10/1/2013 10:10:00 AM Dislike of friend's boyfriend may be jealousy
DEAR HARRIETTE: Do I tell my best friend that I do not like her boyfriend? Since my girlfriend met her new boyfriend, I feel like he is cutting in on the time I usually reserve to be with her. Do you think I am jealous that my girlfriend is seeing someone? Please help. -- Third Wheel, Memphis, Tenn.
DEAR THIRD WHEEL: When best friends are accustomed to spending endless hours together and then a boyfriend enters the picture, often all hell breaks loose. The rhythm that the two of you used to share has been interrupted. This can make it hard for the best friend without a boyfriend to manage.
It's good that you realize that your dislike of this guy may actually be jealousy. Rather than doing anything rash, talk to your best friend. Acknowledge that you miss her and have been feeling jealous of the time that she spends with him rather than with you. Tell her that you don't love the way you have been feeling but that it is real.
Tell her you understand that she doesn't have as much time to hang out with you as before, but you hope you two can have some girl time. Also, offer to get to know her boyfriend, too. You stand a better chance of being able to enjoy your friend's company if you change your attitude toward her boyfriend.
DEAR HARRIETTE: I have been married to my husband for nine years, and I am sad to say this, but I had an extramarital affair three years ago. The relationship lasted for only a short time, when my husband and I were not getting along. The man doesn't live in our city anymore, and we have nothing to do with each other. Things are good between my husband and me now. But I am wondering if I should tell my husband that I had an affair. I feel like it is the right thing for me to do, and I would like your thoughts. -- Guilty, New York City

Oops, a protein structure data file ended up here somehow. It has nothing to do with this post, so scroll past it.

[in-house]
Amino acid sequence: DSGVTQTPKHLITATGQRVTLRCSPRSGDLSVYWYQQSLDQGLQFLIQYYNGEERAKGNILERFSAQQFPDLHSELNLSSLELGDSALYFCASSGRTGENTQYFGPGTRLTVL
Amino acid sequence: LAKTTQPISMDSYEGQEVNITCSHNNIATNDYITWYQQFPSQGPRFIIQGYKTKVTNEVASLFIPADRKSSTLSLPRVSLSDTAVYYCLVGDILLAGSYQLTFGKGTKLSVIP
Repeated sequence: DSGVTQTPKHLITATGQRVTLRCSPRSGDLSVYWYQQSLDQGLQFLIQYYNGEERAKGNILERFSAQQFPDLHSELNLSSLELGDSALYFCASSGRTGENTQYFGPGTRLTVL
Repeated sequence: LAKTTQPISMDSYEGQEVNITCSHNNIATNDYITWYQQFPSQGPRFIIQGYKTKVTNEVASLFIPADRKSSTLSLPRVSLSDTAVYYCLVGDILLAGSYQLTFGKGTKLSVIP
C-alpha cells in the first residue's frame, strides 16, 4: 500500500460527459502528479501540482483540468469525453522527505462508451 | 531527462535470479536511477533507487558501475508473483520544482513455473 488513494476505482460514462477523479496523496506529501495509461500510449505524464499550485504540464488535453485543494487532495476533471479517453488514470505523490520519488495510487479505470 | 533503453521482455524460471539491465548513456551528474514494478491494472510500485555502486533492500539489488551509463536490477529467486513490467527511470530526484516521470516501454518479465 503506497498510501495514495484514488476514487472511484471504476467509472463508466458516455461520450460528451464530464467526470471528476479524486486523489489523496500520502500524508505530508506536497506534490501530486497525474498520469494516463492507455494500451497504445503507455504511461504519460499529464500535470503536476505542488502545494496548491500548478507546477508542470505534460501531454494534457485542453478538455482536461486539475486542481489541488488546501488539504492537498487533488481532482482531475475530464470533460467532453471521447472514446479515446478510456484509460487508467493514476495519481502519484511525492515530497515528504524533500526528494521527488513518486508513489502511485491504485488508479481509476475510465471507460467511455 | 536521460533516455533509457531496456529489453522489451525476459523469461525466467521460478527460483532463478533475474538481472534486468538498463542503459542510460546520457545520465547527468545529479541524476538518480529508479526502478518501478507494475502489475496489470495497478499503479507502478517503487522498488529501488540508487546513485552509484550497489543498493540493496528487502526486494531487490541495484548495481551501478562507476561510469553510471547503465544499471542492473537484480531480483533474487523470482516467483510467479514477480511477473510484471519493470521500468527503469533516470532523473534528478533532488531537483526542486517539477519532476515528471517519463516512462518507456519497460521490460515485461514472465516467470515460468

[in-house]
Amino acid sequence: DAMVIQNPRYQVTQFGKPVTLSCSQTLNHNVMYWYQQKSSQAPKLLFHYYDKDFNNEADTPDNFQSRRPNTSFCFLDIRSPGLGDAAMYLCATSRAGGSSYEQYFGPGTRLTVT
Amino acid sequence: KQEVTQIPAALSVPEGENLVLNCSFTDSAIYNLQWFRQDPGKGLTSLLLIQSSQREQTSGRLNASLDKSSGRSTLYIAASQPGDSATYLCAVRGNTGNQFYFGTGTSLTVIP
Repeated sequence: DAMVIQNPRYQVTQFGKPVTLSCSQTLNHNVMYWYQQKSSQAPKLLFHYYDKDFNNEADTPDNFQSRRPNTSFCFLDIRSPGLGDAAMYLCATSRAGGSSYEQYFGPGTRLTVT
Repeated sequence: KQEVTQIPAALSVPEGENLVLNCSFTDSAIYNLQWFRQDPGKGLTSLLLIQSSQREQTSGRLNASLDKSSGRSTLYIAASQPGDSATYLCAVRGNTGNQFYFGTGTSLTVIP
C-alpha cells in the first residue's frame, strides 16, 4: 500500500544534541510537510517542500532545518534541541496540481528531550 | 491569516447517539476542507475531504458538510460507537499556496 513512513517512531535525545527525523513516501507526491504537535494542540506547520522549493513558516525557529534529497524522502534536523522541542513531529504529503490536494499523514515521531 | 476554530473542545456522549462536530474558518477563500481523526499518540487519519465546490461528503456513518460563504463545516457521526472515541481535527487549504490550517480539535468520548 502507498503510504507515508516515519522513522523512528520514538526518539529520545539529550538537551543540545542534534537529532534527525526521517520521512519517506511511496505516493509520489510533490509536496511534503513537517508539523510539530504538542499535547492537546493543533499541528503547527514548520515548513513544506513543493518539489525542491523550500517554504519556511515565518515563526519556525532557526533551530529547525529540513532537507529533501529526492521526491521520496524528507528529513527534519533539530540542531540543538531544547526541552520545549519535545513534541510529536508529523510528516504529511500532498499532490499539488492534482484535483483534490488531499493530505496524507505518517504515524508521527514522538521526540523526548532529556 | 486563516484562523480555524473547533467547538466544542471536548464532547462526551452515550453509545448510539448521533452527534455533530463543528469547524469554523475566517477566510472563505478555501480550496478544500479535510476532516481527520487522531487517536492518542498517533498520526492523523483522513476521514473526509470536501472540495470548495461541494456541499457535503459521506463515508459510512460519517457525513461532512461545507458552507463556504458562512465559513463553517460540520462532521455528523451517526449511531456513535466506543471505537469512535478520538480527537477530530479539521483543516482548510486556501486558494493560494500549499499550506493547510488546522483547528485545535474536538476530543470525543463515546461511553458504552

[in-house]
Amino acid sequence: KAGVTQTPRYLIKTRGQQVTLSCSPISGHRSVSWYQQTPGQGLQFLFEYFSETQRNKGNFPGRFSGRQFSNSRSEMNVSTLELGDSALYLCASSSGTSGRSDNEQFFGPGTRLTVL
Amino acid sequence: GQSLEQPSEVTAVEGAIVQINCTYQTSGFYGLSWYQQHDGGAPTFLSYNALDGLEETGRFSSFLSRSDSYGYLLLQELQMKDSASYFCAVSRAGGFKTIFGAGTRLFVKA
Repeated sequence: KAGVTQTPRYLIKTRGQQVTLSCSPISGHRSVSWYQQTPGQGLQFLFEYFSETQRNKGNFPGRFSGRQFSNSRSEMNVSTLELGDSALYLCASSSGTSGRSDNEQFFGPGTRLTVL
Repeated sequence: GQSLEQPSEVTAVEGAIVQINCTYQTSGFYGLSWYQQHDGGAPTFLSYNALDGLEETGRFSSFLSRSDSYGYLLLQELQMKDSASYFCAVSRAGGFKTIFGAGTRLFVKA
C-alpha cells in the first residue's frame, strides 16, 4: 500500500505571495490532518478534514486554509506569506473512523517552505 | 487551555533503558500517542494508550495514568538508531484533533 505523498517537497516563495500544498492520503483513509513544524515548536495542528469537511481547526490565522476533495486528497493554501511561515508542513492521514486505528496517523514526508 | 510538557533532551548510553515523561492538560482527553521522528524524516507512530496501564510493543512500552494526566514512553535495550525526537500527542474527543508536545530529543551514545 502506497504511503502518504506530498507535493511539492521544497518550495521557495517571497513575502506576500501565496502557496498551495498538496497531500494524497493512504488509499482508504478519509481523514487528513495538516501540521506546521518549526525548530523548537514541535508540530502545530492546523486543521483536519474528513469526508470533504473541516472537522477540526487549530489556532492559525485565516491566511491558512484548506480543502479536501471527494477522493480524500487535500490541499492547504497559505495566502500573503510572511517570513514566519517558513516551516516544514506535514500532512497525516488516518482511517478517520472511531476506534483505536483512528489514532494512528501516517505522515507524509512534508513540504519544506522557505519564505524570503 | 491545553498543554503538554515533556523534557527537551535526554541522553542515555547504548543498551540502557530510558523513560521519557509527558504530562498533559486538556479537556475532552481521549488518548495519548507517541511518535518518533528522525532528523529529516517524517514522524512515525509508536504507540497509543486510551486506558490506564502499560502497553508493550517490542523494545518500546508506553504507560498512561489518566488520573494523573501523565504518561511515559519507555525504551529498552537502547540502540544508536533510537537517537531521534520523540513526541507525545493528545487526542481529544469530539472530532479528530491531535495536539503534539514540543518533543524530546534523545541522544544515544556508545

DEAR GUILTY: I am curious as to what you think you will gain by revealing your past indiscretion. Obviously it was not the right thing to do, so I am not condoning your behavior in any way. At the same time, I believe that revealing something that happened and that is over -- if it really is something from your past -- will only bring pain to your husband. This is why I ask about your intention.
If you want to strengthen your marriage, be fully present. Pay attention to your husband and your relationship. Be the wife that you want to be in your marriage. Let the past go. Consider your indiscretion a terrible mistake that you will not repeat. If, however, your husband ever asks you about it, do not lie. Tell him the truth as you recall it, including your renewed commitment to him and your marriage.
(Lifestylist and author Harriette Cole is president and creative director of Harriette Cole Media. You can send questions to firstname.lastname@example.org or c/o Universal Uclick, 1130 Walnut St., Kansas City, MO 64106.)